‘Coraline’ by Neil Gaiman

(book review)

Coraline Jones and her parents have just moved into a house so big they share it with an old man who trains mice upstairs and an aging former actress in the basement. An avid explorer, Coraline investigates the large garden and grounds around her new home until a heavy rain forces her to confront every active child’s nightmare an entire day stuck inside with nothing to do. So she turns to explore the inside of the house, and in a corner of the seldom-used drawing-room, finds something puzzling –a locked wooden door that reveals only a brick wall when her mother opens it with a huge rusty key.

One day when her parents are away, Coraline opens the door again and finds that the bricks have vanished, revealing a dark corridor that leads to an almost exact copy of her own house, complete with another mother and father, who have pale white skin and shiny black button eyes. They feed her delicious food and let her play in a room with toys that move on their own. They seem completely devoted to her happiness.

This new world is certainly more catching than the one Coraline left behind, but the longer she stays the less wonderful and more frightening it becomes. Soon, her other parents want to replace her eyes with shiny black buttons like theirs in order to keep her with them “for ever and always,” and Coraline decides to flee to the comfort of her real parents. When she returns through the door, however, she finds that they have disappeared. It soon becomes clear that her other mother has captured her real parents in an attempt to lure Coraline back. Despite her growing fear, she must return and find a way to save them and escape her other mother’s vengeful anger.

This story has a lot of pros, and these are some of them. Firstly, one of the bravest main characters from the book for children. I still think that Coraline is my inspiration to go where I want and do a thing only because it’s important to me. Also, she is very strong and powerful like the greatest role model. “I have no plans to love you,” said Coraline. “No matter what. You can’t make me love you.” Her words spread a hard atmosphere.

Secondly, the book has only 190 pages, but it feels like 300 because of the number of events. Personally, I can read it in one evening and it is great. You go through this massive path with different characters. You find out what life is and even more.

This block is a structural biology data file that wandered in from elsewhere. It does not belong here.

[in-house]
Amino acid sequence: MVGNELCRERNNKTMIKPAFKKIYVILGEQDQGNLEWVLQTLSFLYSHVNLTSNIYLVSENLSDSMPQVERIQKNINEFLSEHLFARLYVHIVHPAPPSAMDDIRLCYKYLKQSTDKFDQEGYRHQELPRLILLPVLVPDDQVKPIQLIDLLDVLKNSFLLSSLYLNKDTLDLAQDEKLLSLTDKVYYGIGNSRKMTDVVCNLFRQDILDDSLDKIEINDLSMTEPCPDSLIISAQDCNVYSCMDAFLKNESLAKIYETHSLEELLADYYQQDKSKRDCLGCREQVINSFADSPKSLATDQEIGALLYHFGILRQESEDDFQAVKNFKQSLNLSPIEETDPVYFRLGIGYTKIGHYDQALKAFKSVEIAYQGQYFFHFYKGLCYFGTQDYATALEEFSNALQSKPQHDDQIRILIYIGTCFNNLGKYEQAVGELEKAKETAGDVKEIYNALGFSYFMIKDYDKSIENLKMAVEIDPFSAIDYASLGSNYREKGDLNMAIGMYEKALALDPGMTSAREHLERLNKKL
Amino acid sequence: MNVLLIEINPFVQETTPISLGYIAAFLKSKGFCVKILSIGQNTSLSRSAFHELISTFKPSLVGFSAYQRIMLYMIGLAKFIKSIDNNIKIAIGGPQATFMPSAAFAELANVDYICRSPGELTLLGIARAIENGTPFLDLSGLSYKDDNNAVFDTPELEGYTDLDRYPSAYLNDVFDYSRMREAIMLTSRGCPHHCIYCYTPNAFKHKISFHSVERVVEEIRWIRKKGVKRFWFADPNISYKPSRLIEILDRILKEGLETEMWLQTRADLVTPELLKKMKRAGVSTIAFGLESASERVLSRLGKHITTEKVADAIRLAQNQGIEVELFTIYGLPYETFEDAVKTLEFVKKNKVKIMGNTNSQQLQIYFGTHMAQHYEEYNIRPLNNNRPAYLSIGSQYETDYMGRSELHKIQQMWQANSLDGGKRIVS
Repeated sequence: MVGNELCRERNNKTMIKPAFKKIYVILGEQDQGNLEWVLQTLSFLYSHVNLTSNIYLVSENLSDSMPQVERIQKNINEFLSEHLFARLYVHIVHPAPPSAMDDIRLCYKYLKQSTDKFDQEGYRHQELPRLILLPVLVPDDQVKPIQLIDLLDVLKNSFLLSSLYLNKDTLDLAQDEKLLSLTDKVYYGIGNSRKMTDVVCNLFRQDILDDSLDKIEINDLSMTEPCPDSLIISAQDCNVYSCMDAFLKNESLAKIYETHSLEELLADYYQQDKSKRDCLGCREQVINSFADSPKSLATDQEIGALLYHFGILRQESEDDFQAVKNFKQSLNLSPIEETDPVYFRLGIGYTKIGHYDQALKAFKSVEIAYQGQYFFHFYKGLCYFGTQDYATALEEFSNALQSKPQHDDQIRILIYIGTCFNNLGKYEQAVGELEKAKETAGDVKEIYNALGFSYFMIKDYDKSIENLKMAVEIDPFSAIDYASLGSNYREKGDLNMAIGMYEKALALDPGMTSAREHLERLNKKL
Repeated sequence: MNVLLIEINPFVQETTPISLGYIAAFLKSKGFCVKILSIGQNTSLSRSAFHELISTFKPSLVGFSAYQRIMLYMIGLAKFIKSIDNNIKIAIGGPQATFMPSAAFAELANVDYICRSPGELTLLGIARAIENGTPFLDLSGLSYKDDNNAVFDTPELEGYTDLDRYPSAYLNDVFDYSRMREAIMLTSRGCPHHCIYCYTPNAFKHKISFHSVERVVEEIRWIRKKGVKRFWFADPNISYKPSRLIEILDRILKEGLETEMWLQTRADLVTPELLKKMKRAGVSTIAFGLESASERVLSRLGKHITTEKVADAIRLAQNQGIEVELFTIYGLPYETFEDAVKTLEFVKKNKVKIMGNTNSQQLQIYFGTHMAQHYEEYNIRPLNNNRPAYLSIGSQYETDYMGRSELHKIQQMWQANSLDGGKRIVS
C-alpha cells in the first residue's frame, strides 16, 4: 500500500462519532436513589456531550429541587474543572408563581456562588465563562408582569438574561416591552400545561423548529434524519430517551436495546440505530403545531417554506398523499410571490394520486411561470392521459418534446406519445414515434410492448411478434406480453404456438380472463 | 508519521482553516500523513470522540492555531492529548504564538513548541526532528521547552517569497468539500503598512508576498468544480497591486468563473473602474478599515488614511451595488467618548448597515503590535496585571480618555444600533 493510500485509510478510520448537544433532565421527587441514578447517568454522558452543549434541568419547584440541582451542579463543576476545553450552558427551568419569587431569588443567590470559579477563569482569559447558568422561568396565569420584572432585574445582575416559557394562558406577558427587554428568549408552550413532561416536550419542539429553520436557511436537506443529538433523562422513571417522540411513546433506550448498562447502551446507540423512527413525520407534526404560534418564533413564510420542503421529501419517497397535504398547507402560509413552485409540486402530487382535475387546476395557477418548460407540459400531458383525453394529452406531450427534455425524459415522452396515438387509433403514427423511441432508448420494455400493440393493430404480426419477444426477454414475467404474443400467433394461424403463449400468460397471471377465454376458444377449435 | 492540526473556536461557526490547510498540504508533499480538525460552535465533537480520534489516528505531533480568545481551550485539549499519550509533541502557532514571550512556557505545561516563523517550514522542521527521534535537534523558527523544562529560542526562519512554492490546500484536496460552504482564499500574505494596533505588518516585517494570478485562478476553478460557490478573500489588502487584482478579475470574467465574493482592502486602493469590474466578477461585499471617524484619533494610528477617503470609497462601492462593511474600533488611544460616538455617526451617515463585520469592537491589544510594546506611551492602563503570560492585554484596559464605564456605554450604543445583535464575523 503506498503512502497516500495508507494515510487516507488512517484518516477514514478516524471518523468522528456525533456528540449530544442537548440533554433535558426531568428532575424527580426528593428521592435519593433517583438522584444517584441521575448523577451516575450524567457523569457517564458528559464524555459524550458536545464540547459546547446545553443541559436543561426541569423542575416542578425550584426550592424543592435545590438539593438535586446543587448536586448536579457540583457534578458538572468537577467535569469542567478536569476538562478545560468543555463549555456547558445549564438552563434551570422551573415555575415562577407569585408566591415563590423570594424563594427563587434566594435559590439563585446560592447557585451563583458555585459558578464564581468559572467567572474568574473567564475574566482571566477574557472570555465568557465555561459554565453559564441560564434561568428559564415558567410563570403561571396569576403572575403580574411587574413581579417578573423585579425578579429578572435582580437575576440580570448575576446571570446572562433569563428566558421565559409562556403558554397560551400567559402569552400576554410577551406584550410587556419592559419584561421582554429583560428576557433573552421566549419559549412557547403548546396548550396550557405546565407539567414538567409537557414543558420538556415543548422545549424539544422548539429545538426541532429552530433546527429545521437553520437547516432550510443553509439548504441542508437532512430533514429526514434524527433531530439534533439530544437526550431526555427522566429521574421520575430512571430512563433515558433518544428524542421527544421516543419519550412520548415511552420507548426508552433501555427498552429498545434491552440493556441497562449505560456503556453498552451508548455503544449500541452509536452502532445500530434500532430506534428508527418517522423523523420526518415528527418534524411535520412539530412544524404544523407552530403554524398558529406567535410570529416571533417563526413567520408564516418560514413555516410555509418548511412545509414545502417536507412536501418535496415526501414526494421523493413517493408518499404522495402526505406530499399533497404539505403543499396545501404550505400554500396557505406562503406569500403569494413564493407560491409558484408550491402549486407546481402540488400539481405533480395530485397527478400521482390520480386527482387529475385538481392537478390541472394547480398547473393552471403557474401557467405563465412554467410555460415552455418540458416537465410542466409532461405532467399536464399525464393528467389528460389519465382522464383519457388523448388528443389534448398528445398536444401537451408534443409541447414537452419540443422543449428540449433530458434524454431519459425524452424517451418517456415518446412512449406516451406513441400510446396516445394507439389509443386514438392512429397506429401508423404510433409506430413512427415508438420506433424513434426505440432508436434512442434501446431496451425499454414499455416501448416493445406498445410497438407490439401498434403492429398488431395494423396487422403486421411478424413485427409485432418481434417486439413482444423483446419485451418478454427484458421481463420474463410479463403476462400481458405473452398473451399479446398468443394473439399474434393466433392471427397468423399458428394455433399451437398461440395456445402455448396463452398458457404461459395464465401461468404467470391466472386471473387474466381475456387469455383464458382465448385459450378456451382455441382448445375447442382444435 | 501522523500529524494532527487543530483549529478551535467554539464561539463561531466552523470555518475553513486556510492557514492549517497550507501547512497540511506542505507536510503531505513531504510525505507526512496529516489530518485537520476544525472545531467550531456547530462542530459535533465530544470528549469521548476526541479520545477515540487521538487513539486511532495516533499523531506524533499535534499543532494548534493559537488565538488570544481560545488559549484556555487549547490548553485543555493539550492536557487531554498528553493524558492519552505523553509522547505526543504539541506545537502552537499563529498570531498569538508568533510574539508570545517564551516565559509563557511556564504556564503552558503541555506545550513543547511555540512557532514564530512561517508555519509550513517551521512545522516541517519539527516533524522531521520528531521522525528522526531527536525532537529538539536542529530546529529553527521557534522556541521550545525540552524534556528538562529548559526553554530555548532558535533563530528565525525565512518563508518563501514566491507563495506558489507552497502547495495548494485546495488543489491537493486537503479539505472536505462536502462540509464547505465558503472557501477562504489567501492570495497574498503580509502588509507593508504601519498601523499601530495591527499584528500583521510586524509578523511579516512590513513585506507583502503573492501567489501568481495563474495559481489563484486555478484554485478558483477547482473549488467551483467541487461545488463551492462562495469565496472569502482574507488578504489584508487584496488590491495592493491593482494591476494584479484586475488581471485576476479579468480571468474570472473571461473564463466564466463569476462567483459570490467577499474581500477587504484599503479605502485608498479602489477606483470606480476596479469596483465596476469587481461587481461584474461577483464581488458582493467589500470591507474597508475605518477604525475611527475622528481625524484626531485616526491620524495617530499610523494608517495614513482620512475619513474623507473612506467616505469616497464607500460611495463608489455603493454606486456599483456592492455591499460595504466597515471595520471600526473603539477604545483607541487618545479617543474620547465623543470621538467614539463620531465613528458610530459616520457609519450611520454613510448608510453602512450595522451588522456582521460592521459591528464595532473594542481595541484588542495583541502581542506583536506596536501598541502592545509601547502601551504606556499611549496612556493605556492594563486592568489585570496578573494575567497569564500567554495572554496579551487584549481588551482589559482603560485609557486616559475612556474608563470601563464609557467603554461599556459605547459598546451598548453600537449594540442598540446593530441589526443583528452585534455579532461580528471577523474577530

If we talk about cons, so the most obvious one is that this story is kind of scary especially for kids. But for me even a lot of years ago it was totally ok. Maybe, it’s because my Dad said that it can’t be true so you shouldn’t be terrified.

Also, the big problem is parts about family. From my experience it can be for a little harmful because Coraline’s parents have a lot of work and their relationship with a daughter can be not always good. But for me it was not really great to read about it. It makes me feel anxious because this little girl was alone in a new place and her parents have no time for her. “Nothing’s changed. You’ll go home. You’ll be bored. You’ll be ignored. No one will listen to you, really listen to you. You’re too clever and too quiet for them to understand. They don’t even get your name right.” Of course, it’s all depends on your life, age, gender, and a lot of different stuff. But this quotation makes me wanna cry.

Summaries every aspect about “Coraline” by Neil Gaiman, in my personal opinion, it’s one of the best novels for kids and adults as well. Everyone can find something important for them and their lives. This story is unpredictably wise and will help even to change your life. As you can see I’m a huge fan of this fantasy novel and want to more people know about this little masterpiece. My rating is 10.

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